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I was in class the other day when I got a problem presented to me to that I had to figure out.

The problem was "If A X B is a subset of C X D, then A is a subset of C and B is a subset of D. Prove this is true or give a counterexample to show it is false."

If $A\times B \subseteq C \times D$, then $A\subseteq C$ and $B\subseteq D$. Prove this is true or give a counterexample to show it is false.

I'm almost positive that this is false but I'm not sure how to go about disproving it.

If anyone could help me out at all I'd appreciate it.

Thanks a lot.

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So why exactly do you believe it's false? Anyway, hint: Assume there is an element in A that is not in C... (It might also help to visualize the two products as e.g. rectangles in $\mathbb{R}^2$.) –  anon Sep 27 '11 at 10:44
    
@BleuCheese I've added LaTeXed version of your formula. If you are satisfied with the result, you can edit the post ant leave the LaTeX-ed version there. (Or make further edits, if needed.) For more about writing math at this site see here or here. –  Martin Sleziak Jun 27 '12 at 14:13
    
@BleuCheese You may want to look at my related answer math.stackexchange.com/a/406068/11994, where the counterexample ($A=\emptyset\lor B=\emptyset$) automatically falls out of the calculation. –  Marnix Klooster May 30 '13 at 6:14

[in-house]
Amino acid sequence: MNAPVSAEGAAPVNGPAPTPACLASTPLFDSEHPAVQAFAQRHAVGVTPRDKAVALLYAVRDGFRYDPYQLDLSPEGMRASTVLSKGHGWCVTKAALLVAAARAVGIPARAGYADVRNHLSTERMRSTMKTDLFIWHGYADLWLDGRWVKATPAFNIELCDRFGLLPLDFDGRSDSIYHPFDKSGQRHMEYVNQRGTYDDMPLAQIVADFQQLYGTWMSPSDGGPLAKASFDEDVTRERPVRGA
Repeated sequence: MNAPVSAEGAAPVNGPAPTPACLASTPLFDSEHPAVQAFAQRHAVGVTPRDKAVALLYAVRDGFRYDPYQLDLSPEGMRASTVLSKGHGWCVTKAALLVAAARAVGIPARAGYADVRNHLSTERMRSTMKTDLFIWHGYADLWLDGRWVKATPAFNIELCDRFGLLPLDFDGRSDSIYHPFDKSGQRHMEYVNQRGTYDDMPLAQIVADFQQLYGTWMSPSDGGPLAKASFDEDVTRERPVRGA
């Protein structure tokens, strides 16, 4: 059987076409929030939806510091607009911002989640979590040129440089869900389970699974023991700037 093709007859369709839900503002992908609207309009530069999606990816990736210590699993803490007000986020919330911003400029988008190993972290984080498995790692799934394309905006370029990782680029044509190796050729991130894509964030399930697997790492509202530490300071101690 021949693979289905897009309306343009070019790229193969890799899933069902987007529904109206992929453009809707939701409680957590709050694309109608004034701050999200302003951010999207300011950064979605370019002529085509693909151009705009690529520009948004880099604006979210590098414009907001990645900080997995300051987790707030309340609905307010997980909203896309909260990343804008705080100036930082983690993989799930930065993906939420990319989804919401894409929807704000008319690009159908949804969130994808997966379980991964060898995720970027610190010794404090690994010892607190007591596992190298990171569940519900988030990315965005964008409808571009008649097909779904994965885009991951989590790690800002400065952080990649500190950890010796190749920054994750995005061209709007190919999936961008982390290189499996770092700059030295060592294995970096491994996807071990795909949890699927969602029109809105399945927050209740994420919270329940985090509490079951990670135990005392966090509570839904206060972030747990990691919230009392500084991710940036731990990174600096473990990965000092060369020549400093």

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up vote 4 down vote accepted

Well this is true if A and B are not empty sets and false in general. If $A=\emptyset$, $B=\{1,2\}$, $C=\{1\}$, $D=\{2\}$ then $B\not\subseteq D$ but $A\times B=\emptyset\subseteq C\times D$.

If $A$ and $B$ are not empty the proof is simple enough.

If $A\times B \subseteq C\times D$ then $\forall a\in A, b\in B, (a,b)\in C\times D$ and so $\forall a\in A, a\in C$ and $\forall b\in B, b\in D$ so $A\subseteq C$ and $B\subseteq C$. This is a rather informal sketch but you should figure out where we need the assumption that A and B are not empty sets.

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